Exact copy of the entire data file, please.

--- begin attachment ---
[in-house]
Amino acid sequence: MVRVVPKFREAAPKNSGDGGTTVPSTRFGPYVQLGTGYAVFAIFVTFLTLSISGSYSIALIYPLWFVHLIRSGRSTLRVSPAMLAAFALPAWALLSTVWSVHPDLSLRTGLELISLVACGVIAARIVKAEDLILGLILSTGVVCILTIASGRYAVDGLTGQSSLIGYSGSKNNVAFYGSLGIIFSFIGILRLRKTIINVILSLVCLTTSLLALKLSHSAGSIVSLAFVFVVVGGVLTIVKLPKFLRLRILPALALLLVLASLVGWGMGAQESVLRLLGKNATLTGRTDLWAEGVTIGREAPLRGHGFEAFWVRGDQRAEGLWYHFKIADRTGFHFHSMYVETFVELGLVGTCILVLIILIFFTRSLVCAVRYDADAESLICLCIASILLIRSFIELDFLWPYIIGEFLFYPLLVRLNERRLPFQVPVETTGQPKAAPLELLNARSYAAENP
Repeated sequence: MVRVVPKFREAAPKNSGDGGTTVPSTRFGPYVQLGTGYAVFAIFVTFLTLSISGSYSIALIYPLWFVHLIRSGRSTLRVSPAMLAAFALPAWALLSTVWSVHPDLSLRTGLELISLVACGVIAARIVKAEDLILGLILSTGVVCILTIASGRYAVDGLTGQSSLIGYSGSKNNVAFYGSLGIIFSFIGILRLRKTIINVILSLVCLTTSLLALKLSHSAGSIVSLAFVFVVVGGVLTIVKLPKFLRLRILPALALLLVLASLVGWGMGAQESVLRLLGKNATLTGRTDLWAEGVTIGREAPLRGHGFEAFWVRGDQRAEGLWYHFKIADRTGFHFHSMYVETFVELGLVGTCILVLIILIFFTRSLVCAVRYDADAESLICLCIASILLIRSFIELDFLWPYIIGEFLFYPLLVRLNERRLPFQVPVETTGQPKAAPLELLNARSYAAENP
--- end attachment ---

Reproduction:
[in-house]
Amino acid sequence: MVRVVPKFREAAPKNSGDGGTTVPSTRFGPYVQLGTGYAVFAIFVTFLTLSISGSYSIALIYPLWFVHLIRSGRSTLRVSPAMLAAFALPAWALLSTVWSVHPDLSLRTGLELISLVACGVIAARIVKAEDLILGLILSTGVVCILTIASGRYAVDGLTGQSSLIGYSGSKNNVAFYGSLGIIFSFIGILRLRKTIINVILSLVCLTTSLLALKLSHSAGSIVSLAFVFVVVGGVLTIVKLPKFLRLRILPALALLLVLASLVGWGMGAQESVLRLLGKNATLTGRTDLWAEGVTIGREAPLRGHGFEAFWVRGDQRAEGLWYHFKIADRTGFHFHSMYVETFVELGLVGTCILVLIILIFFTRSLVCAVRYDADAESLICLCIASILLIRSFIELDFLWPYIIGEFLFYPLLVRLNERRLPFQVPVETTGQPKAAPLELLNARSYAAENP
Repeated sequence: MVRVVPKFREAAPKNSGDGGTTVPSTRFGPYVQLGTGYAVFAIFVTFLTLSISGSYSIALIYPLWFVHLIRSGRSTLRVSPAMLAAFALPAWALLSTVWSVHPDLSLRTGLELISLVACGVIAARIVKAEDLILGLILSTGVVCILTIASGRYAVDGLTGQSSLIGYSGSKNNVAFYGSLGIIFSFIGILRLRKTIINVILSLVCLTTSLLALKLSHSAGSIVSLAFVFVVVGGVLTIVKLPKFLRLRILPALALLLVLASLVGWGMGAQESVLRLLGKNATLTGRTDLWAEGVTIGREAPLRGHGFEAFWVRGDQRAEGLWYHFKIADRTGFHFHSMYVETFVELGLVGTCILVLIILIFFTRSLVCAVRYDADAESLICLCIASILLIRSFIELDFLWPYIIGEFLFYPLLVRLNERRLPFQVPVETTGQPKAAPLELLNARSYAAENP